The series begins on June 5 with Ibiza legend, house and techno veteran, Carl Cox. Followed on the June 12 by Guilford-born drum and base superpower Sub-Focus, before Mike Skinner spins the ultimate crescendo on the 19 June.
Expect high energy and good vibes from “The King of Ibiza” Carl Cox. In a career spanning five decades and four albums, Cox is perhaps known best for his unprecedented fifteen-year residency at the legendary Space Ibiza. He was a key part of Britain’s exploding rave scene in the late eighties and early nineties and has been a prolific producer ever since.
The boss of record label Intec Digital and owner of his own motorsport brand, Cox can often be found revving an engine at Goodwood Motor Circuit, but promises to bring a very different sort of noise to the racecourse.
Known as a maverick for mixing up familiar hard-hitting drum and bass with influences spanning all strains of dance music (from 80s synth to futuristic techno, dub-step, old-skool breakbeat, electro and rock) Sub Focus has had a profound influence on the landscape of the electronic scene. If the breadth of his hits is anything to go by – ranging from the heavy, super-charged “Rock-It” to the tear-jerking sound of “Tidal Wave,” it’s going to be memorable.
Back by popular demand is another pioneer and stalwart of the British music scene – Mike Skinner. Best known as the poetic lyricist and ingenious producer behind The Streets, Skinner is innovative with his work showcasing a fusion of sound.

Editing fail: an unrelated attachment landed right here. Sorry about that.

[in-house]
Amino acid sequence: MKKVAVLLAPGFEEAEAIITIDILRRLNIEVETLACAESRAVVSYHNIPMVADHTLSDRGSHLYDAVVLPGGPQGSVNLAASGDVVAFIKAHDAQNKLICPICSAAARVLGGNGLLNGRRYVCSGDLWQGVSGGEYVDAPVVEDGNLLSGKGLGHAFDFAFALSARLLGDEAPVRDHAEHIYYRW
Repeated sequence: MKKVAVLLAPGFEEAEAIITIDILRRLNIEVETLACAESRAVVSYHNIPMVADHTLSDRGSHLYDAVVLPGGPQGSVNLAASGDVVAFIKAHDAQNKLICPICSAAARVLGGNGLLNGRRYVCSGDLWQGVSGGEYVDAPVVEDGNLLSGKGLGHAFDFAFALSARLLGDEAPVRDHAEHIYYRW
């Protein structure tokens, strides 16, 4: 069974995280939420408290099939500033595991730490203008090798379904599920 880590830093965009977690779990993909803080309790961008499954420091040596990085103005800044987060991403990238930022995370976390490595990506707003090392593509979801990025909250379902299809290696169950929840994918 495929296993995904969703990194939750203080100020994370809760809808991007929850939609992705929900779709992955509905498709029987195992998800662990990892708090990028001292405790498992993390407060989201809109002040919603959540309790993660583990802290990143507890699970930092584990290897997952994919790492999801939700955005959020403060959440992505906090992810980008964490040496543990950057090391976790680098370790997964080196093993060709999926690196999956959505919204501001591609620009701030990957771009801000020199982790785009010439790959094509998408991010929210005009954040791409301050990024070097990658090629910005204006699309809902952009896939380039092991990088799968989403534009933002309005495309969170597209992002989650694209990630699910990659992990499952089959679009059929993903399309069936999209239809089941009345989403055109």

His musical selections are as eclectic as his production capabilities, ranging from house to old-skool hip hop, via drum and bass bangers and peppered with his own, up to the minute remixes and classic tracks.
Three Friday Nights at Goodwood is known for being one of the most exciting series of events to take place on the South Coast, with DJ sets following an evening of horseracing. After the last race has been run and the sun sets, the parade ring transforms into a laser-lit dancefloor, and the atmosphere is ignited for three unforgettable nights.
Adult tickets start from £40, with Juniors (13-17) starting from £30. Hospitality packages start from £102. Tickets will be able to be purchased at Goodwood.com or by calling 01243 755055 subject to Coronovirus having cleared.
No betting shops will be open in Britain for the foreseeable future after being included as part of the government’s shutdown of social and leisure life as it attempts to slow the spread of coronavirus.
Betting shops were included alongside the likes of cafes, pubs, museums, leisure centres and cinemas that have been asked not to reopen on Saturday after expert advice outlined “more needs to be done in order to tackle the spread of infection,” which has claimed 184 lives in the United Kingdom.